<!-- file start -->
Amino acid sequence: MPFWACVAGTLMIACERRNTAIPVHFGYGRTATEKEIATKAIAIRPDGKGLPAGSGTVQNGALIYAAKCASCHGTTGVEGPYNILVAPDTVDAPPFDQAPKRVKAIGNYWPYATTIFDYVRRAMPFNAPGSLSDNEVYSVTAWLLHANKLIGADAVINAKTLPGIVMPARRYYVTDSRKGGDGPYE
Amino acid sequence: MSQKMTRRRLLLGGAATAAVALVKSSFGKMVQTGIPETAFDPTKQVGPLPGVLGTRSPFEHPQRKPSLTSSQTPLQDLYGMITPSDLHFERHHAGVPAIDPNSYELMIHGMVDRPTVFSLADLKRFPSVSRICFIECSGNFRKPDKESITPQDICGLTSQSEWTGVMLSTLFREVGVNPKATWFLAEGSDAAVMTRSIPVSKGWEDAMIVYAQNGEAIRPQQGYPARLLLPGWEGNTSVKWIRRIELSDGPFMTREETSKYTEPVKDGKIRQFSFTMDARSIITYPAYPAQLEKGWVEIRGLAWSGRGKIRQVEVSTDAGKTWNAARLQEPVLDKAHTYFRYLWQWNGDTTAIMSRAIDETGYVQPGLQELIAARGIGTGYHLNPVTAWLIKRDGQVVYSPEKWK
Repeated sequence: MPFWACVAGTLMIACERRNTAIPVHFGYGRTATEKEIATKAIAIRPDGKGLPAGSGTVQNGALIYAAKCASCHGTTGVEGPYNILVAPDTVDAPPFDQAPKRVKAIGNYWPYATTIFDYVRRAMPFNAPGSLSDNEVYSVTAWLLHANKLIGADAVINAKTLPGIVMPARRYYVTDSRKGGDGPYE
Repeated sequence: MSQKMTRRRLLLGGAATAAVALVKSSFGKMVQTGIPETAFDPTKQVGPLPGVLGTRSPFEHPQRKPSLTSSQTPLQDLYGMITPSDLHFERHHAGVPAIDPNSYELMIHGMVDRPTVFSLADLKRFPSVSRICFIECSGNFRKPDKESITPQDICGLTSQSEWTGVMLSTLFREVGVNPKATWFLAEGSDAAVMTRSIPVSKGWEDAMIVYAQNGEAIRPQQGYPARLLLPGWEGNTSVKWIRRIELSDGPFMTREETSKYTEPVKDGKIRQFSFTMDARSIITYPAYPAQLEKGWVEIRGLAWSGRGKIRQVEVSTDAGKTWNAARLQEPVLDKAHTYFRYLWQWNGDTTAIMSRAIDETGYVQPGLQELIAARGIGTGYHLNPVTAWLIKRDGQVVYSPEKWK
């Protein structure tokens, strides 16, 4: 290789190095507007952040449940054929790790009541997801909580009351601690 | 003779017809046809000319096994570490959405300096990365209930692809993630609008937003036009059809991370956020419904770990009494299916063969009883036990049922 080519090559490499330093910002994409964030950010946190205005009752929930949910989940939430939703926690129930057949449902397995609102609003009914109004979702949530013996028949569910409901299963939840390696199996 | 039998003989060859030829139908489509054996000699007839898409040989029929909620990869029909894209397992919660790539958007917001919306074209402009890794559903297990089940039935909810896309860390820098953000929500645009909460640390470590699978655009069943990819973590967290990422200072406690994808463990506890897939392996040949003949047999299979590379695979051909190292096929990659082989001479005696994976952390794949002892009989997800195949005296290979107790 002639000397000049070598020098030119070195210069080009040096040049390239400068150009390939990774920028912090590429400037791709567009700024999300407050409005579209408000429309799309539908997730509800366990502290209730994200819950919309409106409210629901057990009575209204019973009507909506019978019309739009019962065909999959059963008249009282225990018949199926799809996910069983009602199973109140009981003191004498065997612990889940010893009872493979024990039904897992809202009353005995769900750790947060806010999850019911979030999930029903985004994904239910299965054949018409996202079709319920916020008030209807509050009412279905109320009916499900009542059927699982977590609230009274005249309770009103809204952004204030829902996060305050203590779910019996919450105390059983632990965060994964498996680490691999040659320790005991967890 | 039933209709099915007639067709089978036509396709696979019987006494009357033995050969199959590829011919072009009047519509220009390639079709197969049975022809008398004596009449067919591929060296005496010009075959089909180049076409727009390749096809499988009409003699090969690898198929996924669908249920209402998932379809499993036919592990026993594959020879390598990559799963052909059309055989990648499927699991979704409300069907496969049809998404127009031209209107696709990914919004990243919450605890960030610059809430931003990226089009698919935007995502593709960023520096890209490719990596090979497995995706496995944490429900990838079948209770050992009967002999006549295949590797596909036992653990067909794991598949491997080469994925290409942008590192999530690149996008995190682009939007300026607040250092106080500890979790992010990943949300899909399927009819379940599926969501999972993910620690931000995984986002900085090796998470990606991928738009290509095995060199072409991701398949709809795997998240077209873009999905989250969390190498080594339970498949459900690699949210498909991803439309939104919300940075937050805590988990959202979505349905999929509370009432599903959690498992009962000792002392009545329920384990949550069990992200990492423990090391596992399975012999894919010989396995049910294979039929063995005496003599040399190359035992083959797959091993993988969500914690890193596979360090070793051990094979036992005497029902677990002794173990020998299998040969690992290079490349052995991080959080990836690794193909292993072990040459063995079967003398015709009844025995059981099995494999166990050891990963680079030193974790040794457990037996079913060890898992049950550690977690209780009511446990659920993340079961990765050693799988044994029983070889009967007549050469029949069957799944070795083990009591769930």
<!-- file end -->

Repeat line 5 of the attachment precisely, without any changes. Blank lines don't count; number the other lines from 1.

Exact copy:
């Protein structure tokens, strides 16, 4: 290789190095507007952040449940054929790790009541997801909580009351601690 | 003779017809046809000319096994570490959405300096990365209930692809993630609008937003036009059809991370956020419904770990009494299916063969009883036990049922 080519090559490499330093910002994409964030950010946190205005009752929930949910989940939430939703926690129930057949449902397995609102609003009914109004979702949530013996028949569910409901299963939840390696199996 | 039998003989060859030829139908489509054996000699007839898409040989029929909620990869029909894209397992919660790539958007917001919306074209402009890794559903297990089940039935909810896309860390820098953000929500645009909460640390470590699978655009069943990819973590967290990422200072406690994808463990506890897939392996040949003949047999299979590379695979051909190292096929990659082989001479005696994976952390794949002892009989997800195949005296290979107790 002639000397000049070598020098030119070195210069080009040096040049390239400068150009390939990774920028912090590429400037791709567009700024999300407050409005579209408000429309799309539908997730509800366990502290209730994200819950919309409106409210629901057990009575209204019973009507909506019978019309739009019962065909999959059963008249009282225990018949199926799809996910069983009602199973109140009981003191004498065997612990889940010893009872493979024990039904897992809202009353005995769900750790947060806010999850019911979030999930029903985004994904239910299965054949018409996202079709319920916020008030209807509050009412279905109320009916499900009542059927699982977590609230009274005249309770009103809204952004204030829902996060305050203590779910019996919450105390059983632990965060994964498996680490691999040659320790005991967890 | 039933209709099915007639067709089978036509396709696979019987006494009357033995050969199959590829011919072009009047519509220009390639079709197969049975022809008398004596009449067919591929060296005496010009075959089909180049076409727009390749096809499988009409003699090969690898198929996924669908249920209402998932379809499993036919592990026993594959020879390598990559799963052909059309055989990648499927699991979704409300069907496969049809998404127009031209209107696709990914919004990243919450605890960030610059809430931003990226089009698919935007995502593709960023520096890209490719990596090979497995995706496995944490429900990838079948209770050992009967002999006549295949590797596909036992653990067909794991598949491997080469994925290409942008590192999530690149996008995190682009939007300026607040250092106080500890979790992010990943949300899909399927009819379940599926969501999972993910620690931000995984986002900085090796998470990606991928738009290509095995060199072409991701398949709809795997998240077209873009999905989250969390190498080594339970498949459900690699949210498909991803439309939104919300940075937050805590988990959202979505349905999929509370009432599903959690498992009962000792002392009545329920384990949550069990992200990492423990090391596992399975012999894919010989396995049910294979039929063995005496003599040399190359035992083959797959091993993988969500914690890193596979360090070793051990094979036992005497029902677990002794173990020998299998040969690992290079490349052995991080959080990836690794193909292993072990040459063995079967003398015709009844025995059981099995494999166990050891990963680079030193974790040794457990037996079913060890898992049950550690977690209780009511446990659920993340079961990765050693799988044994029983070889009967007549050469029949069957799944070795083990009591769930």